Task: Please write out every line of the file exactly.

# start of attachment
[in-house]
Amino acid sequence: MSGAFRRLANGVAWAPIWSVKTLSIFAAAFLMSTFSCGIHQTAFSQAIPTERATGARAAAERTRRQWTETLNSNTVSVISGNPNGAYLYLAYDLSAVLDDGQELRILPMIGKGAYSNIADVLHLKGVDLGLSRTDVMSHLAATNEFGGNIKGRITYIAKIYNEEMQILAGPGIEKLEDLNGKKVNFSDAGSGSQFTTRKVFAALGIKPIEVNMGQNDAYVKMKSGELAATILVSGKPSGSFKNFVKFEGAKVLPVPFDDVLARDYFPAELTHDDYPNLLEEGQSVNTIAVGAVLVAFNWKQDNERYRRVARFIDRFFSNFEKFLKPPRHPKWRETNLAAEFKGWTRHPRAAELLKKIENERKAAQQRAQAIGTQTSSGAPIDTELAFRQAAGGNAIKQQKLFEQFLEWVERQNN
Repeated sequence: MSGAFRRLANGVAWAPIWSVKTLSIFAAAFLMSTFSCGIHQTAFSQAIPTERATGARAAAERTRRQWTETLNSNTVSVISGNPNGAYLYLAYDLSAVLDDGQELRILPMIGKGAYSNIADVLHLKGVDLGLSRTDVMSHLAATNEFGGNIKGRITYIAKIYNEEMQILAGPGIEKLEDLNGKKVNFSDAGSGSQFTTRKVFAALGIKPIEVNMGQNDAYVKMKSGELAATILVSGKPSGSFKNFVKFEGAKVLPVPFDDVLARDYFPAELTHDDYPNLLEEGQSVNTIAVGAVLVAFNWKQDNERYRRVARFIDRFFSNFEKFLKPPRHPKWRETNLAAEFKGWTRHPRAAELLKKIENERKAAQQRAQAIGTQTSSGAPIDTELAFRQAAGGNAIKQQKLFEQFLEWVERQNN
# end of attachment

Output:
[in-house]
Amino acid sequence: MSGAFRRLANGVAWAPIWSVKTLSIFAAAFLMSTFSCGIHQTAFSQAIPTERATGARAAAERTRRQWTETLNSNTVSVISGNPNGAYLYLAYDLSAVLDDGQELRILPMIGKGAYSNIADVLHLKGVDLGLSRTDVMSHLAATNEFGGNIKGRITYIAKIYNEEMQILAGPGIEKLEDLNGKKVNFSDAGSGSQFTTRKVFAALGIKPIEVNMGQNDAYVKMKSGELAATILVSGKPSGSFKNFVKFEGAKVLPVPFDDVLARDYFPAELTHDDYPNLLEEGQSVNTIAVGAVLVAFNWKQDNERYRRVARFIDRFFSNFEKFLKPPRHPKWRETNLAAEFKGWTRHPRAAELLKKIENERKAAQQRAQAIGTQTSSGAPIDTELAFRQAAGGNAIKQQKLFEQFLEWVERQNN
Repeated sequence: MSGAFRRLANGVAWAPIWSVKTLSIFAAAFLMSTFSCGIHQTAFSQAIPTERATGARAAAERTRRQWTETLNSNTVSVISGNPNGAYLYLAYDLSAVLDDGQELRILPMIGKGAYSNIADVLHLKGVDLGLSRTDVMSHLAATNEFGGNIKGRITYIAKIYNEEMQILAGPGIEKLEDLNGKKVNFSDAGSGSQFTTRKVFAALGIKPIEVNMGQNDAYVKMKSGELAATILVSGKPSGSFKNFVKFEGAKVLPVPFDDVLARDYFPAELTHDDYPNLLEEGQSVNTIAVGAVLVAFNWKQDNERYRRVARFIDRFFSNFEKFLKPPRHPKWRETNLAAEFKGWTRHPRAAELLKKIENERKAAQQRAQAIGTQTSSGAPIDTELAFRQAAGGNAIKQQKLFEQFLEWVERQNN